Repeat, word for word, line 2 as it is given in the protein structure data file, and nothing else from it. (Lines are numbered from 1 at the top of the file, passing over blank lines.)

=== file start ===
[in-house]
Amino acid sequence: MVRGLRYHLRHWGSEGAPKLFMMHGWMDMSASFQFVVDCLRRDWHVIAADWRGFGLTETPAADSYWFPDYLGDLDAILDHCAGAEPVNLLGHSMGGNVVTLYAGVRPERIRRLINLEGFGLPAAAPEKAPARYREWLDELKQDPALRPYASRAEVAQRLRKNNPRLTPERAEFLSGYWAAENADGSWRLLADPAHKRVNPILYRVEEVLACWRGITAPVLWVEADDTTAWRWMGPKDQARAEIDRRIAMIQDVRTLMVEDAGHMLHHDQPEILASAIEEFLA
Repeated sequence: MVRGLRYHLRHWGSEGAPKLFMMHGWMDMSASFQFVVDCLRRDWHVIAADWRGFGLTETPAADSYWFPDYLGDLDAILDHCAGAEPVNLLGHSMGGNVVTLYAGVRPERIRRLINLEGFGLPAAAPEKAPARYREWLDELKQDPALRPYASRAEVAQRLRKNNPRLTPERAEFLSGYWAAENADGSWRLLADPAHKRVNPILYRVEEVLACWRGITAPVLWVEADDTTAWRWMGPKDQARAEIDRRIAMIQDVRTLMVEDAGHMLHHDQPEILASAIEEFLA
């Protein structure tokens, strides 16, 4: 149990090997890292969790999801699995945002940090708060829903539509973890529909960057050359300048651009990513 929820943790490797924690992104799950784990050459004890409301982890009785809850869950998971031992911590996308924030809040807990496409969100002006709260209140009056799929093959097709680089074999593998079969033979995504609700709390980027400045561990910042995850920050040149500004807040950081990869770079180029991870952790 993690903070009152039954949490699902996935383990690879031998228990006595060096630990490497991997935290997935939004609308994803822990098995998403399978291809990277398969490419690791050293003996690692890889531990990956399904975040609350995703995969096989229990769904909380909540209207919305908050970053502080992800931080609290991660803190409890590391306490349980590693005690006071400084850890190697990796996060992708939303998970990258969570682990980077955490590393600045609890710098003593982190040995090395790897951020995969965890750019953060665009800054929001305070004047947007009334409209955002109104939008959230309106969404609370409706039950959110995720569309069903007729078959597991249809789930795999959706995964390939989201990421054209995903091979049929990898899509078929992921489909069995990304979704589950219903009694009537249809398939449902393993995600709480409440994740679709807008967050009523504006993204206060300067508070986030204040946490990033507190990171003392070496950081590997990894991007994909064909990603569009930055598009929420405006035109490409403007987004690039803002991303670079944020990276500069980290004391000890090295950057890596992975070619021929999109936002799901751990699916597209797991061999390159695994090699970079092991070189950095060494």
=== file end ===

Amino acid sequence: MVRGLRYHLRHWGSEGAPKLFMMHGWMDMSASFQFVVDCLRRDWHVIAADWRGFGLTETPAADSYWFPDYLGDLDAILDHCAGAEPVNLLGHSMGGNVVTLYAGVRPERIRRLINLEGFGLPAAAPEKAPARYREWLDELKQDPALRPYASRAEVAQRLRKNNPRLTPERAEFLSGYWAAENADGSWRLLADPAHKRVNPILYRVEEVLACWRGITAPVLWVEADDTTAWRWMGPKDQARAEIDRRIAMIQDVRTLMVEDAGHMLHHDQPEILASAIEEFLA